On Wednesday, the Zoning Board of Appeals accepted an application for a use variance for 601 Union Street, the Italian villa at the south end of Sixth Street that was constructed between 1845 and 1847 as a private residence and was for decades, from 1936 to 2003, the Hudson Elks Lodge.
Attorney Andy Howard, who represented the applicants at the ZBA meeting, argued that the building has not been used as a residence since 1936, and the city's Central Commercial District is just across the street. He called the building special and unique and told the ZBA the applicants wanted to create "an upscale, respectful boutique hotel that would honor the legacy of the building." (The building was constructed from a design by Richard Upjohn that appears in A. J. Downing's 1850 book, The Architecture of Country Houses.) Howard maintained that converting the building into apartments would not be economically feasible.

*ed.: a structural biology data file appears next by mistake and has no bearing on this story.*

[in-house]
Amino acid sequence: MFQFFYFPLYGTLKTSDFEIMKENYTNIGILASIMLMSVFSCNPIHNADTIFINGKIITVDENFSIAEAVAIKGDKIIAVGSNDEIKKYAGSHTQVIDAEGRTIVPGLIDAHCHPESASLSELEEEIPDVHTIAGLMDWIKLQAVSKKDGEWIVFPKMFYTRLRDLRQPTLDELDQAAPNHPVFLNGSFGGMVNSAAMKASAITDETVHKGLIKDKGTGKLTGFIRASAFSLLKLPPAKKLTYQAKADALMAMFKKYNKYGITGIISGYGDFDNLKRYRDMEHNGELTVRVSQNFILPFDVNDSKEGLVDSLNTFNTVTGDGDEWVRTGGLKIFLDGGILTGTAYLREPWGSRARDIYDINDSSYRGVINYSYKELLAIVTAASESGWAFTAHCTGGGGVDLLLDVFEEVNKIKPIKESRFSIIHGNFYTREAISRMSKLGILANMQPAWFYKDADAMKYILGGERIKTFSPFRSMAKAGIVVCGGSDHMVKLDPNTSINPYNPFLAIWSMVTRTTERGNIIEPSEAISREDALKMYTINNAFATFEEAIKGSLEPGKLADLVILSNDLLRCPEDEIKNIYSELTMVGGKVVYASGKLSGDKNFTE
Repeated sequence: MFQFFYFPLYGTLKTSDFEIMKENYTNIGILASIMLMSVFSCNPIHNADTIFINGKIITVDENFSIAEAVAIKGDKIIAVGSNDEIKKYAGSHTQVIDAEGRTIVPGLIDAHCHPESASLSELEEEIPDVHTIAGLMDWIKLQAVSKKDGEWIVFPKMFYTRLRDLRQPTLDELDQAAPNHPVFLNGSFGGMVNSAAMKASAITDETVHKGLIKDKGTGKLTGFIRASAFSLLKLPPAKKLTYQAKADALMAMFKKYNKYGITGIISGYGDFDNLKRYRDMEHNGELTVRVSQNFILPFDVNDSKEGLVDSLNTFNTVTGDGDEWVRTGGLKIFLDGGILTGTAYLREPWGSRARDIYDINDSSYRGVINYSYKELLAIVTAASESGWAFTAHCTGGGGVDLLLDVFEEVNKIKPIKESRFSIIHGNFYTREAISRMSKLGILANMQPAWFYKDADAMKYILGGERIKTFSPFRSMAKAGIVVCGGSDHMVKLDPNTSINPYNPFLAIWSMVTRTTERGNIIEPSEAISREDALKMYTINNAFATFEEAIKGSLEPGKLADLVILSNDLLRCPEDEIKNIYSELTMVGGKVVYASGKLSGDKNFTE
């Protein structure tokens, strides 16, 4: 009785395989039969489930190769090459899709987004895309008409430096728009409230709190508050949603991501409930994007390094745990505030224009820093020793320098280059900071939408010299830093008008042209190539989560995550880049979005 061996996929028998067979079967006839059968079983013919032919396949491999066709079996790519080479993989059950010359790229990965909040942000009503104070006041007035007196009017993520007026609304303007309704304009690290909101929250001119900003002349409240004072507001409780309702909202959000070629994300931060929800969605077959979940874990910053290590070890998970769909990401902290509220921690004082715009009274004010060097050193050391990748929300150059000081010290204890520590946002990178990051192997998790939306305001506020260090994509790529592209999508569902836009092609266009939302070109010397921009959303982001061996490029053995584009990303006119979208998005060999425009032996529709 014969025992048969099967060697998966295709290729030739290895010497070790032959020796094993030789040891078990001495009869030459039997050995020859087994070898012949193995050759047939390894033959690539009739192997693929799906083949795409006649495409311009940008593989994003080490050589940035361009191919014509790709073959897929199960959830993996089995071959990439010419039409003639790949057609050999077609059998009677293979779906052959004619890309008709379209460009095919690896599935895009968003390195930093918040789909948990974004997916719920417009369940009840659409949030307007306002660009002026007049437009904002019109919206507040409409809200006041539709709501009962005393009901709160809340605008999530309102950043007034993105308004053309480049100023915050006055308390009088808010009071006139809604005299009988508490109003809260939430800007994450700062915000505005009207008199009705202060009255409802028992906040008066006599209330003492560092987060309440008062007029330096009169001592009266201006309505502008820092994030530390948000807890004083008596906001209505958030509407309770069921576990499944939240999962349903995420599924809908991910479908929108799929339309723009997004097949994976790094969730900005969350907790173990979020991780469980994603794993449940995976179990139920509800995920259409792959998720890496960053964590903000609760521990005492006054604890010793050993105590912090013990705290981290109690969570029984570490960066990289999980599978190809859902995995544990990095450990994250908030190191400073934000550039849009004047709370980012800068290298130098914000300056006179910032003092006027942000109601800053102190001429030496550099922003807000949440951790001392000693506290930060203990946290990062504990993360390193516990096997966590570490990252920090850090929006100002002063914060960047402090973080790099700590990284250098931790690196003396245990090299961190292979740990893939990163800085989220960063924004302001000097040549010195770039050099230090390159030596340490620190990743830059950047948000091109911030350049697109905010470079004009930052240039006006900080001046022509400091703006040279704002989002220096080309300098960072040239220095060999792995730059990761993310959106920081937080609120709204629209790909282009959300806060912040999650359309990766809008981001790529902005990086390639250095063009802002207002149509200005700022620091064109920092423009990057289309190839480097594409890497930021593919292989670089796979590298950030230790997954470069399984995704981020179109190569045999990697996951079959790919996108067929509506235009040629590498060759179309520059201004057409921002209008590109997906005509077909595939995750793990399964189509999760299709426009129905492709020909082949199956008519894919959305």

The issue of parking, which has been a concern of the Planning Board in its review of recent hotel projects, will not be a problem for this hotel. The building is situated on 4.1 acres of land, and there is ample space for guest parking on site.
The ZBA will hold a public hearing on the application on Wednesday, March 16, at 6:00 p.m.
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